- If you want to increase readership, you need to know where this person hangs out and how to attract their attention—the better you understand who your soulmate reader is, the easier it will be to know what interests them.
- If you want to get a story out, you need to know the right people to work with to bring it into the public eye effectively—different media outlets have different audiences, after all.
- If you’re trying to build a mailing list, you need to have an opt-in that appeals to your soulmate reader—something they would love to obtain for free. (P.S: You can learn more about opt-ins in this post.)
Step Three: Find Your Flow
This is the step most authors yearn for—this is where we’re going to simplify marketing for good.
If you’ve ever felt like book marketing is a foreign language that you’re constantly trying to decipher—then this is the moment when you say “no more”.
Throw that shit out the window.
From today on, book marketing is going to be about what feels good and fun for you to do—because frankly, if it’s not easy or fun for you to implement, it won’t sell anyway.
It’s time to make a list of all the marketing methods you’re already aware of or using.
Once you’ve done this, I want you to cross out all the ones that feel too salesy, difficult or inauthentic.
(Quick note that some methods may seem difficult at first, but you might just have a lack of understanding about them—in which case, you may not want to disregard them just yet.)
In any case, our goal here is to shorten the list to methods that you actually enjoy creating and implementing—so that you can start doing these tasks on a consistent basis.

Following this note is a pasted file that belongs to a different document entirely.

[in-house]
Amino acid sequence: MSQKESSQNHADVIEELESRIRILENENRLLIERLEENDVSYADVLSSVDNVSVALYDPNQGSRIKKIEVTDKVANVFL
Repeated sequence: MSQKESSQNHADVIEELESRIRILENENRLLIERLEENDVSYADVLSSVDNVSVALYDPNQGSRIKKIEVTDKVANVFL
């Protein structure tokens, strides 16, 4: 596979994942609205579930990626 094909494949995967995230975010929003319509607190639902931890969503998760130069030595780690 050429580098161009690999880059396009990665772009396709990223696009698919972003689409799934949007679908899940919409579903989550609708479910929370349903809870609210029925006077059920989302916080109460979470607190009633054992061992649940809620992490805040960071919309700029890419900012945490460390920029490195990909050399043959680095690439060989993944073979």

For example, you may have been told blogging is an essential tactic, but you may not have time to write blog posts or find it very difficult to write blogs that have actual value. However, you might really enjoy using Instagram for its visuals, and recording podcasts—in which case, you have found your flow strategy.
Don’t worry about what you’ve been told to do or what you’ve heard works better—just do what you love to do, and stay consistent with it.
That’s the key to gaining traction and marketing better.
A Note On Consistency…
Part of finding your flow is figuring out what works best for you in your personal schedule. So, if you can only churn out a blog post once a week, or update your Instagram once a day, that’s completely fine.
You should be showing up because you actually want to and you’re passionate to share the marketing content you have lined up—it’s way easier to post to Instagram daily or blog weekly when you’re sharing stuff you love talking about!
Step Four: Find Your Authenticity
This is the final step, where we take a look at the forced language in your captions, posts and emails. It’s likely happening because you’re not quite sure what to say, or how to say it—you just know you need to be posting something in an attempt to sell your book.